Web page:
Tour Winner May Not Be First Over Finish Line On Saturday, the world's greatest cyclists finished the first stage of this year's Tour de France. Spanish cyclist Alberto Contador is favored to win the Tour this year, but he's caught up in a doping scandal. If he does win, he may have his title stripped. Guest host Susan Stamberg speaks with Bicycling Magazine's Joe Lindsey, who's covering this year's race.
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Tour Winner May Not Be First Over Finish Line

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Tour Winner May Not Be First Over Finish Line

Tour Winner May Not Be First Over Finish Line

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SUSAN STAMBERG, Host:

Yesterday, the world's greatest cyclists finished the first stage of this year's Tour de France. In the lead, Philippe Gilbert, a Belgian. He finished ahead of defending champion Alberto Contador of Spain who lost more than a minute yesterday in a crash. Contador stands to win his fourth yellow jersey in five years. But - and there's often a but - he is caught up in a doping scandal, the kind that stained the sport of cycling for years. If found guilty, Contador could lose the title he won last year and if he wins again this year, he would lose this one too. Joe Lindsey of Bicycling Magazine is following the tour. He joins us from Les Herbiers, France. Hi.

JOE LINDSEY: Hi, how are you?

STAMBERG: Good, thanks. Alberto Contador recently won the big Italian cycling competition. Now, he's trying to become the first rider since 1998 - isn't it - to win both races in the same year. You think he can do it?

LINDSEY: Well, as you mentioned, this has not happened since 1998, and quite frankly, since that race not a lot of riders have even tried, and that is because the two races are each so difficult and are so close together that there's just not a lot of time to recover between them. And Contador mentioned this the other day in his press conference. He kind of hedged his bets, saying, well, you know, I still do have some doubts about my form and I'm not sure where I'll be but that I hope that by the time I get to the mountains, which are not until about 10 or 11 days into the race, that I will be better.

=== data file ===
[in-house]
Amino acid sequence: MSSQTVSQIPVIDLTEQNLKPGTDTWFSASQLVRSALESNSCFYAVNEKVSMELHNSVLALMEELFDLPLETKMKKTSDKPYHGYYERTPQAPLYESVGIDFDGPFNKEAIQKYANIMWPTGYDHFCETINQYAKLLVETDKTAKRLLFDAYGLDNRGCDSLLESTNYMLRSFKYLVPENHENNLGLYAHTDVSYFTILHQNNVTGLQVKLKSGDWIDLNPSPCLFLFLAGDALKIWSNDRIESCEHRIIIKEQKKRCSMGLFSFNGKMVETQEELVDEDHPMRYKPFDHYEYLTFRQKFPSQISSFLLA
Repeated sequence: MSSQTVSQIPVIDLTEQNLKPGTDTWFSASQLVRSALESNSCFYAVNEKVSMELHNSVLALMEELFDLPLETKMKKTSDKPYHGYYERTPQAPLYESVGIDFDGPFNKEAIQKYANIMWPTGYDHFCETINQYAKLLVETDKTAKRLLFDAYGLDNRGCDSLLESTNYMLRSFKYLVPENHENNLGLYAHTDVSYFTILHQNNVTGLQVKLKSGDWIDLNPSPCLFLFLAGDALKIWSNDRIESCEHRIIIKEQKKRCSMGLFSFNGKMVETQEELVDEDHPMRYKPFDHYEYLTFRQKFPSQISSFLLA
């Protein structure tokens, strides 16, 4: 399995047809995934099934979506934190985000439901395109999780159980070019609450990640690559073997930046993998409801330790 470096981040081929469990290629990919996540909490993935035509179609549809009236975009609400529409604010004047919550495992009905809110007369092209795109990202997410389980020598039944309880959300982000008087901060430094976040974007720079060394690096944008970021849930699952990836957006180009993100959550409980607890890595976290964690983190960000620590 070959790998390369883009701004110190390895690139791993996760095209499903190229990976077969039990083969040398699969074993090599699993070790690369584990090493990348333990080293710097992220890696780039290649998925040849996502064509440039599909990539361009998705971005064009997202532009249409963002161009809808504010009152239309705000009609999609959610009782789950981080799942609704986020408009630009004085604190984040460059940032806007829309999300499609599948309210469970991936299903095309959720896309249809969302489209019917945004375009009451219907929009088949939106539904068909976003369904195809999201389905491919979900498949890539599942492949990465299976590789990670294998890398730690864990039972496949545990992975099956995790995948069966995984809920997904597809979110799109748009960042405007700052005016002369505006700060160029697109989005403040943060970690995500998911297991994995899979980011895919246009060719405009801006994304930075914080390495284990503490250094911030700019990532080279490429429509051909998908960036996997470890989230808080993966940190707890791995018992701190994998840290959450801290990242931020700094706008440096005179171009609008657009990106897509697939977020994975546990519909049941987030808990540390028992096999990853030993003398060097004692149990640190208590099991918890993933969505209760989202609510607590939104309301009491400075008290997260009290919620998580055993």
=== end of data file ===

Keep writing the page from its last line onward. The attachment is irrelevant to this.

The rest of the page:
STAMBERG: There is no Lance Armstrong in the race this year, but 39-year-old Chris Horner is there in France. And for years he's been a loyal Armstrong lieutenant. Now, he can pedal his own ambitions. Does he have a shot at it?

LINDSEY: Yes, absolutely. Chris is one of the most tactically savvy riders in the Peloton and he showed at Tour of California that he has the ability to command and control a race. The issue that he really faces is that he is not the sole leader of his Radio Shack team. There are three other riders who could potentially emerge as contenders. So, Chris essentially has to win the fight within his own team before he can go on to win the fight for the race overall. But I believe that he's certainly capable of doing that.

STAMBERG: Tell me, what effect are these doping scandals, first of all, having on TV ratings but also about how fans around the world are feeling about this sport?

LINDSEY: Viewership around the world has stayed roughly steady, even as these scandals come, you know, basically since 1998 when it was one of the first really big scandals. The TV numbers have actually grown. So, I think that in respect, we haven't seen a huge effect on it.

STAMBERG: Joe Lindsey is following this year's Tour de France for Bicycling Magazine. He joined us from Les Herbiers. Thank you.

LINDSEY: Thank you.

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